Church needs to hear from wounded faithful at family synod

This story appears in the Synod on the Family feature series. View the full series.

by Melissa Musick Nussbaum

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With the October Synod on the Family upon us, I've been rereading Eusebius' account of the Council of Nicea. He writes of the bishops whom Constantine called together in A.D. 325:

Three hundred and eighteen bishops were assembled. ... At this period, many individuals ... bore in their bodies the marks of the Lord Jesus Christ. ... Paul, bishop of Neo-Caesarea, a fortress situated on the banks of the Euphrates, had suffered from the frantic rage of Licinius. He had been deprived of the use of both hands by the application of a red-hot iron, by which the nerves which give motion to the muscles had been contracted and rendered dead. Some had had the right eye dug out, others had lost the right arm. Among these was Paphnutius of Egypt. In short, the council looked like an assembled army of martyrs.

I am moved by Eusebius' description of this "assembled army of martyrs," home from the beatings and imprisonments and tortures that tried and marked their faith. They had earned their right to speak, not only as ordained bishops, but as those who had run the race and stayed the course.

I wonder if there shouldn't be other wounded faithful at this synod? I'm thinking of my friend Rebecca, whose first husband died when they were both young and had small children. Rebecca and Jack married in the church and baptized their children. They were faithful Catholics, active in their parish. They cared for her ailing parents and welcomed a newborn, even as Jack was diagnosed with the ALS that would kill him.

As Jack's illness grew worse, they prayed and thanked God for what remained. Though Rebecca says she still wonders "why God took Jack," it is simply that -- the honest question of a loving daughter, and not a denial or turning away from faith.

After his death, Rebecca was a young widow with four children, two of whom were too little to have any reliable memories of their father. She admits that she was scared, and that this fear led her into a second marriage.

That marriage lasted almost 20 years. She and her second husband had a daughter. Then he left Rebecca, telling her he was unhappy and wanted out. She got a civil divorce and an ecclesiastical annulment. She did everything the church asked, and she has not remarried. Still, this is what Rebecca recalls of those days: "During that time I felt the church did not have a place for me or even want me there."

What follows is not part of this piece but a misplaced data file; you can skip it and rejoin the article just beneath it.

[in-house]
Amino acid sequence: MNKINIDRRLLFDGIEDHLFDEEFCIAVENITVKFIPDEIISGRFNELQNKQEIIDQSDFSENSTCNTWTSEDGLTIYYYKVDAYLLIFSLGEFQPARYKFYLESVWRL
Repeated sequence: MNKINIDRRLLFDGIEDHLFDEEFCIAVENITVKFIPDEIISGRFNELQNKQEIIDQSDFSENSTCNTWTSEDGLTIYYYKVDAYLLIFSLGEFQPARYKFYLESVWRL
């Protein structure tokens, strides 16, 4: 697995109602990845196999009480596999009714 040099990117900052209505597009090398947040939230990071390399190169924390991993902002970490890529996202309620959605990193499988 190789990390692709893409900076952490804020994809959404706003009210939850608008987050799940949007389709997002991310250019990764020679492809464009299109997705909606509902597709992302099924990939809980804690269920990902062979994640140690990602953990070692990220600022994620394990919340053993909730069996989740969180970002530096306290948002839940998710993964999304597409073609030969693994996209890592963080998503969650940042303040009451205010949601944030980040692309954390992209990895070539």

When her parish sent out a questionnaire asking what needs should be identified and met, Rebecca wrote back saying, "There was NO help or support from my church! Do I have to go to another because my husband walked out on me?"

She was asked to address a committee in her parish. After she spoke, the committee chair told her, "We can't have divorce care for our parishioners. That would mean we accept divorce."

Rebecca said, "The first of every month we collect food for the hungry. That doesn't mean we endorse or accept hunger. That doesn't mean we're fans of poverty. It just means there are people in need, people in trouble, and we try to help them."

In all this time, through all her troubles, Rebecca has stayed faithful to Christ and to the church. For more than 10 years, she has led a support group for divorced people in her parish. She says, "Our focus is on healing and remaining faithful to the church."

But she heard this from a friend who found care and support in a local Protestant church: "It was hard to go through my divorce, but harder afterwards to find there was little or no support from the Catholic church. In the 16 years I've been divorced, the church has not reached out to me."

I think of the fellow divorced and remarried parishioners who tell me they have an intense hunger for the body and blood of Christ, that they are most in need of this food for the journey at precisely the moment when they are barred from the sacraments.

Rebecca's scars, and the scars of those who have walked her lonely way, are not visible. She has not had her "right eye dug out," but she has had her heart broken, a real, if invisible, wound. She, too, bears in her body "the marks of Our Lord Jesus Christ." And, like the men Eusebius describes, she has stayed the course.

The "assembled army of martyrs" at Nicea had surely learned the truth of Christ's two natures. They knew Christ as the divine One who kept the church when the strongest power on earth set out to destroy it. But they also knew Christ as the human One who walked with them through the pain, and who kept vigil with them through the long nights. Their hard-won wisdom was good news for the council and for the church.

A woman like Rebecca has learned, in her bones, what Cardinal Walter Kasper describes as the dual nature of mercy and fidelity. He writes:

Because God is faithful, he is also merciful, and, in his mercy, he is faithful, even when we are unfaithful. Mercy and fidelity belong together. Therefore, there can be no human situation that is absolutely desperate and hopeless. However far a human being may fall, he or she never falls deeper than God's mercy can reach.

Rebecca knows God's mercy, but she has also known the absence of mercy from the church. She has wisdom to share, and the church needs to hear it, from her, and from millions of her sisters and brothers.

[Melissa Musick Nussbaum lives in Colorado Springs, Colo. More of her work can be found at]

A version of this story appeared in the Sept 26-Oct 9, 2014 print issue under the headline: Church needs to hear from wounded faithful.

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